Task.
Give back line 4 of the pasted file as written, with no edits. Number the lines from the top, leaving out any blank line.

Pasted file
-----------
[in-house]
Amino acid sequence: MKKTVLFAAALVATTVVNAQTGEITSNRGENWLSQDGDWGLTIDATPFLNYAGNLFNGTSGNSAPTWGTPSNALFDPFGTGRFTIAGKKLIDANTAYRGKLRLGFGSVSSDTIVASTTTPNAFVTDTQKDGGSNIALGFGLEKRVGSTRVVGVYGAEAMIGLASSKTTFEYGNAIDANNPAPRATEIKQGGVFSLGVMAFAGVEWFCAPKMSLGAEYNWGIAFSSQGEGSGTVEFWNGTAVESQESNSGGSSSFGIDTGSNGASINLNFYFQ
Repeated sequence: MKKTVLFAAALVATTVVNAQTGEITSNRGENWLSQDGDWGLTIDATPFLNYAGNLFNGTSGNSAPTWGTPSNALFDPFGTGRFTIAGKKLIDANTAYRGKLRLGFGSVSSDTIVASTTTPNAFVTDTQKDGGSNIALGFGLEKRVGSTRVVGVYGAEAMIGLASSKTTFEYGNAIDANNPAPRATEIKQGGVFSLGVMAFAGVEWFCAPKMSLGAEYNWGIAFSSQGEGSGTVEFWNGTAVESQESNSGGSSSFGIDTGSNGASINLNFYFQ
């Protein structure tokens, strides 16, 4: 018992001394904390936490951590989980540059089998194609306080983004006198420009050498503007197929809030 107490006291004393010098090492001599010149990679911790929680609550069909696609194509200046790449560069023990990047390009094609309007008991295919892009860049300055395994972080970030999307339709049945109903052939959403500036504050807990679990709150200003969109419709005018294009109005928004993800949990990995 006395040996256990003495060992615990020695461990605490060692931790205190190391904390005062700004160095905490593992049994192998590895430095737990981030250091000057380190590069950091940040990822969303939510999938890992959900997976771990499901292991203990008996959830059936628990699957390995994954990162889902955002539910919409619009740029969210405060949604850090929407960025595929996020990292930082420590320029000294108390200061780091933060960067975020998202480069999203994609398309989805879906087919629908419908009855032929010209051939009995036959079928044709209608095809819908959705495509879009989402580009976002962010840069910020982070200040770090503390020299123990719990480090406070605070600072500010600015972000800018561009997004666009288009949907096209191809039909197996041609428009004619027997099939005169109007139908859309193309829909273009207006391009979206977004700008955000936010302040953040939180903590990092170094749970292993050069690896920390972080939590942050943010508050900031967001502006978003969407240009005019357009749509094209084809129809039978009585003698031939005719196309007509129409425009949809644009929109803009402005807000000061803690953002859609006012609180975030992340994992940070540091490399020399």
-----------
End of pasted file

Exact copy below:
């Protein structure tokens, strides 16, 4: 018992001394904390936490951590989980540059089998194609306080983004006198420009050498503007197929809030 107490006291004393010098090492001599010149990679911790929680609550069909696609194509200046790449560069023990990047390009094609309007008991295919892009860049300055395994972080970030999307339709049945109903052939959403500036504050807990679990709150200003969109419709005018294009109005928004993800949990990995 006395040996256990003495060992615990020695461990605490060692931790205190190391904390005062700004160095905490593992049994192998590895430095737990981030250091000057380190590069950091940040990822969303939510999938890992959900997976771990499901292991203990008996959830059936628990699957390995994954990162889902955002539910919409619009740029969210405060949604850090929407960025595929996020990292930082420590320029000294108390200061780091933060960067975020998202480069999203994609398309989805879906087919629908419908009855032929010209051939009995036959079928044709209608095809819908959705495509879009989402580009976002962010840069910020982070200040770090503390020299123990719990480090406070605070600072500010600015972000800018561009997004666009288009949907096209191809039909197996041609428009004619027997099939005169109007139908859309193309829909273009207006391009979206977004700008955000936010302040953040939180903590990092170094749970292993050069690896920390972080939590942050943010508050900031967001502006978003969407240009005019357009749509094209084809129809039978009585003698031939005719196309007509129409425009949809644009929109803009402005807000000061803690953002859609006012609180975030992340994992940070540091490399020399």